“He’s fucked,” Jack said. They left him there and turned to the barn.
“Let’s see what else they’ve been doing with their time,” Charlie joked. Inside the barn sat a pile of empty crates and bottles. Something dropped on the floor above and rolled. The men froze. Jack pulled out his pistol and pointed at the ceiling. He made a motion to Charlie and tiptoed to the rickety stairs. He slowly made his way up. Charlie was only a few steps behind him.
Jack peered into the hayloft and saw a man hunched over a table. His undershirt was filthy and sweated through. He didn’t take any notice of Jack as he took a step into the hayloft. The floorboard creaked. The man at the table spun around and pointed a gun at him. Charlie having just poked his head up leapt and shoved Jack to the ground before Micky sunk some bullets into the barnwood.
“Micky O. Sicero sent us!” Charlie yelled as he held Jack’s armed hand on the floor. He whispered in his ear, “Don’t fucking shoot him. If he’s going out Frank’s takin’ him.” Micky started laughing maniacally.
“Sicero? What did he send you for? I just talked to him…I just talked to him yesterday,” Micky said more sedately. He ran a hand through his sweaty hair. He sniffed and wiped his nose with the back of his hand. “Yeah, yesterday…or was it the day before? Vern?” He turned around looking for Vern as he stuck the pistol in the back of his waistband. Charlie helped Jack to his feet. The air of the hayloft was stagnant, the heat sweltering in their suits.
Micky forgot about Vern and lit a cigarette. “No, yeah, I just talked to Sicero,” he repeated.
“It’s been over two weeks, Micky,” Charlie stated. He took a step forward, but Micky flinched and he stopped.
“Two weeks, nah, couldn’t be and who the fuck is this?” Micky pointed at Jack, “What are you doing here?” Jack took hold of the situation.
“I’m Jack Bukowski. I help Mr. Sicero solve problems. He has a little problem with not having heard from you. Do you have any ideas how we can remedy this problem?” Micky plopped down on his stool.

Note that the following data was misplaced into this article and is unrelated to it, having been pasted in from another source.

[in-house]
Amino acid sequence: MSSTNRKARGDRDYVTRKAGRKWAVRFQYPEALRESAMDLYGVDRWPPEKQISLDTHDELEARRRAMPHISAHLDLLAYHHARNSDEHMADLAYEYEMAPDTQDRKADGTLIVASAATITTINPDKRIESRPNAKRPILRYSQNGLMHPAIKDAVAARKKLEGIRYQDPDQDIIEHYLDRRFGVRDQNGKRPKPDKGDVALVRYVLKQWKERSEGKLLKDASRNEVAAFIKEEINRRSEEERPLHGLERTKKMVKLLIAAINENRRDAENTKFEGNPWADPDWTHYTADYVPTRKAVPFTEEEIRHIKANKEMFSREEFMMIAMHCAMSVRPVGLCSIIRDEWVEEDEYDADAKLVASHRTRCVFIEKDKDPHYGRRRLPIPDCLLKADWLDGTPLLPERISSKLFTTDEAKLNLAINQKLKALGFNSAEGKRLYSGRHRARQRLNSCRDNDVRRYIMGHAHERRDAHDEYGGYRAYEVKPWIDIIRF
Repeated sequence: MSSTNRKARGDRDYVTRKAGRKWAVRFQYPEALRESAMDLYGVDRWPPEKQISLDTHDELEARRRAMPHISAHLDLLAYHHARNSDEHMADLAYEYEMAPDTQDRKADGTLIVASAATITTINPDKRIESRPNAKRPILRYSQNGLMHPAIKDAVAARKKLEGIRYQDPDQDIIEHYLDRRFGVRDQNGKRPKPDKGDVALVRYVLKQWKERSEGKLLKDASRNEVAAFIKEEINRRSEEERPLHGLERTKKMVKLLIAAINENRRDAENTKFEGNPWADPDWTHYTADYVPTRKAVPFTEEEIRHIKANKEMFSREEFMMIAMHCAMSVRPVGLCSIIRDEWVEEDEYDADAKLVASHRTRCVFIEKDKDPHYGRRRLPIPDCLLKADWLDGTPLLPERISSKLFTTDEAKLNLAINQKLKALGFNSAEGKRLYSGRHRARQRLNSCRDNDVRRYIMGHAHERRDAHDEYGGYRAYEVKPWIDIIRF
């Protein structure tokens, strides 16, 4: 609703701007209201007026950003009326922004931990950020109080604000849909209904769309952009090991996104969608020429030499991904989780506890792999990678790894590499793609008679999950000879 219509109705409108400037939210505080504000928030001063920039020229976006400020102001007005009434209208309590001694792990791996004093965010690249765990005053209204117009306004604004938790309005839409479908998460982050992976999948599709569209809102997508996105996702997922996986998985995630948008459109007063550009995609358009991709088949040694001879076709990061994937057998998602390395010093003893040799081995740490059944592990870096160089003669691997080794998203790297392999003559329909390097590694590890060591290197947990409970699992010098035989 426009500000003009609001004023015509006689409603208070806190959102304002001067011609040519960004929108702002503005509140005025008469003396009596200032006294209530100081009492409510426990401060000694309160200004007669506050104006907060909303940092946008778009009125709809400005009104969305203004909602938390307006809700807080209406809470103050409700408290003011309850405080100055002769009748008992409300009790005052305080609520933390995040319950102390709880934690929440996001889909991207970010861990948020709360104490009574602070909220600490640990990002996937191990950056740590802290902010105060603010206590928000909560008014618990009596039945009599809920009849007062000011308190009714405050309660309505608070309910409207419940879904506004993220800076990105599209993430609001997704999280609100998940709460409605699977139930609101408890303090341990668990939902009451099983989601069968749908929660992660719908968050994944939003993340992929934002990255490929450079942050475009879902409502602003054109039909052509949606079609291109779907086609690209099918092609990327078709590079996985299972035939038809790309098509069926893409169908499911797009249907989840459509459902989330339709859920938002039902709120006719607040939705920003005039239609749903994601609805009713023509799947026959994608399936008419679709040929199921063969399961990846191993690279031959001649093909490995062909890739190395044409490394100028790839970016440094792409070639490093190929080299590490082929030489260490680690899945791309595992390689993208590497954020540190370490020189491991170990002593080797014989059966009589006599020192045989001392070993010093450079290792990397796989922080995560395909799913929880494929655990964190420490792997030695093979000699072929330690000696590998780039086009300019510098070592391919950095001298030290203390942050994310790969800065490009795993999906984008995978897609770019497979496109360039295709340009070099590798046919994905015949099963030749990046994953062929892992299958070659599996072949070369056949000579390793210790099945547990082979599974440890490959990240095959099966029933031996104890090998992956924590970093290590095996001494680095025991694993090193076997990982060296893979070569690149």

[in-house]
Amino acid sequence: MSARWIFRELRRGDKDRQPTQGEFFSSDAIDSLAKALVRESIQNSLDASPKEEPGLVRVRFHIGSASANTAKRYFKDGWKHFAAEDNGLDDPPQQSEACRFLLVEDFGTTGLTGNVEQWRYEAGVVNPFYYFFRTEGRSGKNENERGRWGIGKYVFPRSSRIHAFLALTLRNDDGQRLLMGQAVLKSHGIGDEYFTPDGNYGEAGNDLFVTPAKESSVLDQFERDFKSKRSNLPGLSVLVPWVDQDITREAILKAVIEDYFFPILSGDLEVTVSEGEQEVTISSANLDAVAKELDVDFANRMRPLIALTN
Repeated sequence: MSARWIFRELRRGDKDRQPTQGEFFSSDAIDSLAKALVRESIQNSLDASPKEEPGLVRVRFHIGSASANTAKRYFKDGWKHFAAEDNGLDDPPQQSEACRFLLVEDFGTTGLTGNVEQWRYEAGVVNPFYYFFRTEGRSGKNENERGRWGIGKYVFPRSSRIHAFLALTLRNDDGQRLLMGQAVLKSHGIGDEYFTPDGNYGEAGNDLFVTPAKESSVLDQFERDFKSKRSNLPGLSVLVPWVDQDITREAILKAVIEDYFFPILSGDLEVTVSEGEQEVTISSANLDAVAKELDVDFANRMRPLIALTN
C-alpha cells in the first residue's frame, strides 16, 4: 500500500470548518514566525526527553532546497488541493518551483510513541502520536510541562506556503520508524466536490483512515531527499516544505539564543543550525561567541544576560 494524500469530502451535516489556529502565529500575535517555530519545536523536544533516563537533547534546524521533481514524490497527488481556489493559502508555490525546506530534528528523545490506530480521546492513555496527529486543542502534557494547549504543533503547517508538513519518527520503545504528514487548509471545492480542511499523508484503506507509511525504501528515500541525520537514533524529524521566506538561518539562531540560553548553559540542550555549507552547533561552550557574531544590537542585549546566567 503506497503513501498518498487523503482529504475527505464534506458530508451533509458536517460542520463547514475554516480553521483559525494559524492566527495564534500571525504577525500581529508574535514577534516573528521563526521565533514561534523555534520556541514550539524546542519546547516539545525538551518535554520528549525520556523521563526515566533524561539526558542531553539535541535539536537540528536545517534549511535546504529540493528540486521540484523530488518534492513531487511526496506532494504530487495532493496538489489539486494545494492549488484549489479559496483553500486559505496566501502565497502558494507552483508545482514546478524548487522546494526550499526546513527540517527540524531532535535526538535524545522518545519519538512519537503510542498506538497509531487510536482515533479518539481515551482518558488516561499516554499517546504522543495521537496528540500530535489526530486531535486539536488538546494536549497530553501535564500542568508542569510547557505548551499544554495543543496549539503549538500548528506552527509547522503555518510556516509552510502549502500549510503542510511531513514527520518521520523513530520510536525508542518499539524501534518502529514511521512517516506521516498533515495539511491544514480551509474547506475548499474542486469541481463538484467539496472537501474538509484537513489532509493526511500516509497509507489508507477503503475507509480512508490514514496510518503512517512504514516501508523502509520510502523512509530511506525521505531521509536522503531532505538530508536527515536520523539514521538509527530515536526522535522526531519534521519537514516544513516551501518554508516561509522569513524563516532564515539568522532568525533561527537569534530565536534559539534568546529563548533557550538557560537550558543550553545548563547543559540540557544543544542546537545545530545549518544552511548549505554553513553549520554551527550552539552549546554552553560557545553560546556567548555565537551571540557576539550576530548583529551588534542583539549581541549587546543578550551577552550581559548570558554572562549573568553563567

“I see,” he replied, then he chuckled. “I’ll admit I’ve been busy…” He eyed Jack as he walked up to the workbench and started touching the bottles on it. He lifted one up and read the label. He set it down and ran his hand along the table top towards a notebook. Micky darted forward and snatched it up to his chest. Jack froze.
“Any luck?” he asked. Micky got to his feet.
“As a matter of fact, yes.” He set the notebook on the far side of the bench out of Jack’s reach and slapped the side of a small barrel behind him. He picked an empty mason jar off the work bench and ladled the barrel’s contents into it. He held it out to Jack. The gunman eyed him suspiciously. Micky’s eyes were glassy as he smiled at him. The whites of his eyes and teeth a stark contrast to the rest of the grimy, sweaty man. Jack took the jar and Micky chuckled. He almost didn’t take a drink, but remembered Charlie would have his back if this was a trick.
He took a sip. It was whiskey alright, which surprised Jack. He kept a poker face and slowly set the jar down.
“Charlie, go into town and put a call through to Sicero that we’ll be bring back a sample for him. I’ll stay with Micky and make sure it gets packed up,” Jack said. Sure as shit, the fucking weasel he was staring at pulled it off. Even as Micky stood grinning at him, Jack still felt like putting a bullet between his eyes.